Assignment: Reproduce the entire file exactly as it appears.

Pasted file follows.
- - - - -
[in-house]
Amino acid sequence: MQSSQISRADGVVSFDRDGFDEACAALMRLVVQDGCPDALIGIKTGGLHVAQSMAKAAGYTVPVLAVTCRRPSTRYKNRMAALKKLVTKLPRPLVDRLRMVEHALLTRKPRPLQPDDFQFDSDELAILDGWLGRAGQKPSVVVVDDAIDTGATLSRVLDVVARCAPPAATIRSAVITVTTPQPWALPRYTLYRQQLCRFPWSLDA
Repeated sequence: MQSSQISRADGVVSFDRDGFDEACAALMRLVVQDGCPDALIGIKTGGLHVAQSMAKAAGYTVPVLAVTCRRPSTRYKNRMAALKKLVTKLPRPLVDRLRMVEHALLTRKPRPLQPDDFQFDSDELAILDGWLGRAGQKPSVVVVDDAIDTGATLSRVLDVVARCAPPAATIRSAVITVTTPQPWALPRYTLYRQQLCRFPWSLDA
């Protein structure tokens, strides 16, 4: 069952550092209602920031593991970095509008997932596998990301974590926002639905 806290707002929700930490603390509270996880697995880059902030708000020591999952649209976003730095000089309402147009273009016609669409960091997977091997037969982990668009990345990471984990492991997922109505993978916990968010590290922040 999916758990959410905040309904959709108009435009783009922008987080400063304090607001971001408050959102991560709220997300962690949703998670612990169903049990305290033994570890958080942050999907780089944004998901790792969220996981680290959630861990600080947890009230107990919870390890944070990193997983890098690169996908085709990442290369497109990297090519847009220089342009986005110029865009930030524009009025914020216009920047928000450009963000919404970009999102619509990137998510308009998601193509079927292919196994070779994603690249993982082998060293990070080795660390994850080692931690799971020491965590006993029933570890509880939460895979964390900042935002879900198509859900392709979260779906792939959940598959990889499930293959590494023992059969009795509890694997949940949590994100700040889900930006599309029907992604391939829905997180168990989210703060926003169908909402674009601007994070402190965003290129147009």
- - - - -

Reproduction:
[in-house]
Amino acid sequence: MQSSQISRADGVVSFDRDGFDEACAALMRLVVQDGCPDALIGIKTGGLHVAQSMAKAAGYTVPVLAVTCRRPSTRYKNRMAALKKLVTKLPRPLVDRLRMVEHALLTRKPRPLQPDDFQFDSDELAILDGWLGRAGQKPSVVVVDDAIDTGATLSRVLDVVARCAPPAATIRSAVITVTTPQPWALPRYTLYRQQLCRFPWSLDA
Repeated sequence: MQSSQISRADGVVSFDRDGFDEACAALMRLVVQDGCPDALIGIKTGGLHVAQSMAKAAGYTVPVLAVTCRRPSTRYKNRMAALKKLVTKLPRPLVDRLRMVEHALLTRKPRPLQPDDFQFDSDELAILDGWLGRAGQKPSVVVVDDAIDTGATLSRVLDVVARCAPPAATIRSAVITVTTPQPWALPRYTLYRQQLCRFPWSLDA
């Protein structure tokens, strides 16, 4: 069952550092209602920031593991970095509008997932596998990301974590926002639905 806290707002929700930490603390509270996880697995880059902030708000020591999952649209976003730095000089309402147009273009016609669409960091997977091997037969982990668009990345990471984990492991997922109505993978916990968010590290922040 999916758990959410905040309904959709108009435009783009922008987080400063304090607001971001408050959102991560709220997300962690949703998670612990169903049990305290033994570890958080942050999907780089944004998901790792969220996981680290959630861990600080947890009230107990919870390890944070990193997983890098690169996908085709990442290369497109990297090519847009220089342009986005110029865009930030524009009025914020216009920047928000450009963000919404970009999102619509990137998510308009998601193509079927292919196994070779994603690249993982082998060293990070080795660390994850080692931690799971020491965590006993029933570890509880939460895979964390900042935002879900198509859900392709979260779906792939959940598959990889499930293959590494023992059969009795509890694997949940949590994100700040889900930006599309029907992604391939829905997180168990989210703060926003169908909402674009601007994070402190965003290129147009």